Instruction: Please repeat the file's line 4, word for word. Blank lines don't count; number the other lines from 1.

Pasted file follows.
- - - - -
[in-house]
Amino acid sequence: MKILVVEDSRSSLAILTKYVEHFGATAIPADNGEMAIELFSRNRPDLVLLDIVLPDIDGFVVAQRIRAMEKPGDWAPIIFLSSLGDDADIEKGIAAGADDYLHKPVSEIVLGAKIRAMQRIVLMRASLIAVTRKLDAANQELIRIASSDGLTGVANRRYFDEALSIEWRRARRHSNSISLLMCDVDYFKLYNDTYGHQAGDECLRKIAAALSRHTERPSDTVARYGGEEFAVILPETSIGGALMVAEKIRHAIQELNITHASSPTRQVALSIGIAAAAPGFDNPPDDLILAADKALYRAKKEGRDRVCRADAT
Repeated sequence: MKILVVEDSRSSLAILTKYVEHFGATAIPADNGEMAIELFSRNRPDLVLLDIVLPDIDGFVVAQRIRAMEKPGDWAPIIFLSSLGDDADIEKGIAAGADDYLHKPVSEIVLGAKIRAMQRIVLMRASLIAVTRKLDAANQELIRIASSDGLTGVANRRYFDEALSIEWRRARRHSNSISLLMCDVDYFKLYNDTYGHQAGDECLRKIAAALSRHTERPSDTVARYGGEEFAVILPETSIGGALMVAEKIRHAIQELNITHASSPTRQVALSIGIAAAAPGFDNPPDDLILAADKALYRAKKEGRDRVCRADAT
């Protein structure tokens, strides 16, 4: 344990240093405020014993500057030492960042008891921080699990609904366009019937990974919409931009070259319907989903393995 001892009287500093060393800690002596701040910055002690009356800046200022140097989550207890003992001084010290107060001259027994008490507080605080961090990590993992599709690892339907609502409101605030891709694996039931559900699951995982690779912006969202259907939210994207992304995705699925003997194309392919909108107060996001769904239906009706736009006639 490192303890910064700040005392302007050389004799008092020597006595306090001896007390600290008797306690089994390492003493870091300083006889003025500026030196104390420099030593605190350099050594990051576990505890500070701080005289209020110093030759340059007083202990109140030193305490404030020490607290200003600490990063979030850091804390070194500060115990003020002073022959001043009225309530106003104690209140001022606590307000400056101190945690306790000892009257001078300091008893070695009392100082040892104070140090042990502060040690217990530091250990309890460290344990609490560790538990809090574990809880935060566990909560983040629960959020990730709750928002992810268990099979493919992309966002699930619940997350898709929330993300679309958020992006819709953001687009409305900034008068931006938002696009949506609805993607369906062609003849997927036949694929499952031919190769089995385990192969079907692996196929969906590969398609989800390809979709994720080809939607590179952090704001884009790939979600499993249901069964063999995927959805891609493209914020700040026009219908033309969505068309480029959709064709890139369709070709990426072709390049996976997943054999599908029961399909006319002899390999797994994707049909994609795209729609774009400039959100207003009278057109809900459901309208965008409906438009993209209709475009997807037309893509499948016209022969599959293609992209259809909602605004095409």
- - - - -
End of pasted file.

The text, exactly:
């Protein structure tokens, strides 16, 4: 344990240093405020014993500057030492960042008891921080699990609904366009019937990974919409931009070259319907989903393995 001892009287500093060393800690002596701040910055002690009356800046200022140097989550207890003992001084010290107060001259027994008490507080605080961090990590993992599709690892339907609502409101605030891709694996039931559900699951995982690779912006969202259907939210994207992304995705699925003997194309392919909108107060996001769904239906009706736009006639 490192303890910064700040005392302007050389004799008092020597006595306090001896007390600290008797306690089994390492003493870091300083006889003025500026030196104390420099030593605190350099050594990051576990505890500070701080005289209020110093030759340059007083202990109140030193305490404030020490607290200003600490990063979030850091804390070194500060115990003020002073022959001043009225309530106003104690209140001022606590307000400056101190945690306790000892009257001078300091008893070695009392100082040892104070140090042990502060040690217990530091250990309890460290344990609490560790538990809090574990809880935060566990909560983040629960959020990730709750928002992810268990099979493919992309966002699930619940997350898709929330993300679309958020992006819709953001687009409305900034008068931006938002696009949506609805993607369906062609003849997927036949694929499952031919190769089995385990192969079907692996196929969906590969398609989800390809979709994720080809939607590179952090704001884009790939979600499993249901069964063999995927959805891609493209914020700040026009219908033309969505068309480029959709064709890139369709070709990426072709390049996976997943054999599908029961399909006319002899390999797994994707049909994609795209729609774009400039959100207003009278057109809900459901309208965008409906438009993209209709475009997807037309893509499948016209022969599959293609992209259809909602605004095409």